A 3-D Hydraulic Fracture Propagation Model Applied for Multiple-Layered Formation

Tang, Jizhou (Harvard University) | Zuo, Lihua (Texas A&M University) | Xiao, Lizhi (China University of Petroleum - Beijing) | Wu, Kan (Texas A&M University) | Qian, Bin (CNPC Chuanqing Drilling Engineering Co. Ltd) | Yin, Congbin (CNPC Chuanqing Drilling Engineering Co. Ltd) | Ehlig-Economides, Christine (University of Houston) | You, Xiangyu (The Chinese University of Hong Kong)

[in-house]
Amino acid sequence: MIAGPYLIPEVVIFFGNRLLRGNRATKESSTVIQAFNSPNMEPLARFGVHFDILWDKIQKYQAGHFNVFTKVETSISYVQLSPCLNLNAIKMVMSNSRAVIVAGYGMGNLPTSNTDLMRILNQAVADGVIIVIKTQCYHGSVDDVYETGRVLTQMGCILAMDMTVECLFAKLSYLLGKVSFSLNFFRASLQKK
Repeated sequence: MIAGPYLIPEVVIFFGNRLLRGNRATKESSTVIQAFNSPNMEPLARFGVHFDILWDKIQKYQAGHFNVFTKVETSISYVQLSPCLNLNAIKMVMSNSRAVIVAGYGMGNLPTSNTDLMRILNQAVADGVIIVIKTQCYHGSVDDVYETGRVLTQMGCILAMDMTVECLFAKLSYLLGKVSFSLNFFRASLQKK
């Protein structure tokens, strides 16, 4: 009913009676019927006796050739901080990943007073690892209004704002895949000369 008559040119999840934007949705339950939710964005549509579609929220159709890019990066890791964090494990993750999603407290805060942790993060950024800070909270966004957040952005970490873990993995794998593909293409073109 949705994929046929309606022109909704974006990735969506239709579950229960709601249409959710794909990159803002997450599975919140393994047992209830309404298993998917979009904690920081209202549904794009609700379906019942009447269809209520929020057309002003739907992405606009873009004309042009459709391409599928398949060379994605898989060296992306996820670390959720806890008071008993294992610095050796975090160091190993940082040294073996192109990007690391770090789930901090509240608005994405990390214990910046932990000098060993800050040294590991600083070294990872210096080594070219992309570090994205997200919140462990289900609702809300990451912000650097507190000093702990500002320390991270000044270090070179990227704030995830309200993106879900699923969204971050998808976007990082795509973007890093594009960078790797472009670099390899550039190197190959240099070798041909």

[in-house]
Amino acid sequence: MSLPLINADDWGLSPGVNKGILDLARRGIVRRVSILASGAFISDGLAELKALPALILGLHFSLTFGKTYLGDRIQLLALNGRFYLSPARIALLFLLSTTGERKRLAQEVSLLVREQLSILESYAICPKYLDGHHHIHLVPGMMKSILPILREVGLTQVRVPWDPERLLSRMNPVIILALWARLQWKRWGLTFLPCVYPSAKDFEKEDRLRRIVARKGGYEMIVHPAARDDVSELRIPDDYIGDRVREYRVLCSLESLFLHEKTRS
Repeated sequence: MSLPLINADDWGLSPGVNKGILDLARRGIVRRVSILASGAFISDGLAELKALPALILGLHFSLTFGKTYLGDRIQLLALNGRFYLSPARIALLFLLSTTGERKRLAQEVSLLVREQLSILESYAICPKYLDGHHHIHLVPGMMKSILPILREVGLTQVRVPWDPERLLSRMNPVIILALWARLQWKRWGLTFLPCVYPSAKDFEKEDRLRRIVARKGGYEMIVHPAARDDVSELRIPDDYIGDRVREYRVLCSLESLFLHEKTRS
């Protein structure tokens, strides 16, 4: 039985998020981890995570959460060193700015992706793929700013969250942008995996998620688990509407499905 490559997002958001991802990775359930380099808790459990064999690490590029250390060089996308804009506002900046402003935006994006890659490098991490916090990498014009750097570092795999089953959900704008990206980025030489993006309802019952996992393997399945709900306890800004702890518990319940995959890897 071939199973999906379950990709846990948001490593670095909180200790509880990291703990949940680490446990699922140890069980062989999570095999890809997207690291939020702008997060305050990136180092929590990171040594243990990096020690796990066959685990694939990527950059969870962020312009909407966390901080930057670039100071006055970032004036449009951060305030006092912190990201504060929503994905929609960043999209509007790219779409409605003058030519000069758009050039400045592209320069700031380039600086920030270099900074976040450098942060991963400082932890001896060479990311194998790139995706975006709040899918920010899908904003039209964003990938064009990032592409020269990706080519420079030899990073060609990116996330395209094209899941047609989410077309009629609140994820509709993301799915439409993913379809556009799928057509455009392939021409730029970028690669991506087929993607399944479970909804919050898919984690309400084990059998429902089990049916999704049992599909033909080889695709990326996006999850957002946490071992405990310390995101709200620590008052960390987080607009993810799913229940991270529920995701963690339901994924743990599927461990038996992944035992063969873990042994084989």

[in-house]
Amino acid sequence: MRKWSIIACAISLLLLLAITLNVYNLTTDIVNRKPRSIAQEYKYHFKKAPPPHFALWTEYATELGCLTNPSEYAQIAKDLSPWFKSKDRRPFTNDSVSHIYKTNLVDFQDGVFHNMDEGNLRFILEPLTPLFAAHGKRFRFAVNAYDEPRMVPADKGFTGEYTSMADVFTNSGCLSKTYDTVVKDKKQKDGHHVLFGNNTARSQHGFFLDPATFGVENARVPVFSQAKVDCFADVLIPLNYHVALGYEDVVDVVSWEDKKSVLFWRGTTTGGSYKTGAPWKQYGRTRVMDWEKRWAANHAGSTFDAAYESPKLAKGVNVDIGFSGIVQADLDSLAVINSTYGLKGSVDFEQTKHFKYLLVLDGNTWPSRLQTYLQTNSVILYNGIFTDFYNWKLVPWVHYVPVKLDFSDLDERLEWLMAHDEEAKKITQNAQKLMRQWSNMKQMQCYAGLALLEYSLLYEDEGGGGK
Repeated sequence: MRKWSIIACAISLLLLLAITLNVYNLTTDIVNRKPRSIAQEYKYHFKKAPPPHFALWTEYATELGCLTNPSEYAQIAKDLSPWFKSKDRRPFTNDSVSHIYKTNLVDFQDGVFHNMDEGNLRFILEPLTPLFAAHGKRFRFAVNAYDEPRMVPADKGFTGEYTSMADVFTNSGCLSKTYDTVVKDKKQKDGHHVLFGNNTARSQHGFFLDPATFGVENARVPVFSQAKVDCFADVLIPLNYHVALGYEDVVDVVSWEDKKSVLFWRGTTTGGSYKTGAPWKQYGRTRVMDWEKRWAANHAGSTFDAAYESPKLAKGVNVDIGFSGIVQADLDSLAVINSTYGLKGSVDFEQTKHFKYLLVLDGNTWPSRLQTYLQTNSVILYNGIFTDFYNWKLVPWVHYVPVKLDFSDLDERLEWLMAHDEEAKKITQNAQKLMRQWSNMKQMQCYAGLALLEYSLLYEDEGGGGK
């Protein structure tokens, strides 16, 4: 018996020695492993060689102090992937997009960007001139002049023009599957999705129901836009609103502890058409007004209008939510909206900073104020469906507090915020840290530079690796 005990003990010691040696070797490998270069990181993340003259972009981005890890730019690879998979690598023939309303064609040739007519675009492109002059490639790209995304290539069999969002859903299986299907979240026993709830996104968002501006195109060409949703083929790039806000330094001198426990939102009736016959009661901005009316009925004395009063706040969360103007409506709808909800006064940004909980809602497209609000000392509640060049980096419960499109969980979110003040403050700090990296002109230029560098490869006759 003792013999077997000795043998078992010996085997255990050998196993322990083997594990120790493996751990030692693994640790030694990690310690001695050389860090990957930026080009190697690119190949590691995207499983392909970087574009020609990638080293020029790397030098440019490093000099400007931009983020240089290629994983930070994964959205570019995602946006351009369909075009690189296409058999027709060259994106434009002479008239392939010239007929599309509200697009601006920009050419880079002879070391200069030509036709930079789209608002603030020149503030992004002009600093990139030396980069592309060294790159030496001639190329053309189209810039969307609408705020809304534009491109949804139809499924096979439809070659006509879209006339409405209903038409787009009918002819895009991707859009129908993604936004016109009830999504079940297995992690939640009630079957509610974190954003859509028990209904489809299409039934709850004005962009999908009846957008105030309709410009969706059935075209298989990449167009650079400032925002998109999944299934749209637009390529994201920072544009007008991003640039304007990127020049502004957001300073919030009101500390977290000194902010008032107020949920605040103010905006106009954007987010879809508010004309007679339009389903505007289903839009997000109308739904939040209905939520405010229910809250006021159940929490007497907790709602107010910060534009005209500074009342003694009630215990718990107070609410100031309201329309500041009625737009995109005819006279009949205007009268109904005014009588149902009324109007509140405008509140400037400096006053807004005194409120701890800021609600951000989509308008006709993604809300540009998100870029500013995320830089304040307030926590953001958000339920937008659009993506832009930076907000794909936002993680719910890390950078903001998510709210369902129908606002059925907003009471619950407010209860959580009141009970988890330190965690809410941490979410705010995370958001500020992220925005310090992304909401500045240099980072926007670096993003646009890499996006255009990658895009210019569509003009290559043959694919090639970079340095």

Rock layering, a critical factor in determining fracture height growth, is pervasive in the Silurian Longmaxi shale formation in the southwest of China. From field studies, engineers found that the created fracture height is lower than the required height even after they enhanced the pumping rate to a very high value. This paper introduces a coupled three-dimensional hydraulic fracture propagation model considering the effect of bedding layers and investigate the effect of shear displacements along the bedding planes on fracture height growth. Our fracture propagation models address rock deformation and fluid flow. Rock deformation is governed by a fully three-dimensional displacement discontinuity method (3D DDM). The fluid flow model employs a finite difference method able to capture fluid movement along vertical fractures and bedding planes. Additionally, a propagation criteria determines whether the fracture would penetrate bedding planes. The Longmaxi shale formation has characteristics of large burial depth, low porosity and multiple bedding layers that hamper reaching the target fracture height even after increasing the pumping rate and treatment size. Hence, our fracture propagation model is applied to study the effect of bedding layers on fracture height growth. In this paper, we selected two different fracture geometries and analyzed profiles of fracture width, pressure and two types of shear displacement discontinuities. From numerical investigations, we found that the maximum width can be obtained at the junction after the vertical fracture penetrates the bedding planes as a result of the decrement of the compressive stress acting on the bedding planes. As the fracture penetrates the bedding planes, a certain amount of fluid would leak into the planes, which leads to fracture height containment. Moreover, the slope utilized for characterizing the correlation between leak-off volume and fracture height, is regarded as a tool to identify the number of BPs that fracture penetrates through. This paper illustrates the extensive application of our coupled hydraulic fracture propagation model for the Silurian Longmaxi shale formation with multiple bedding layers. Shear displacements along the bedding planes are regarded as a primary mechanism of fracture height containment.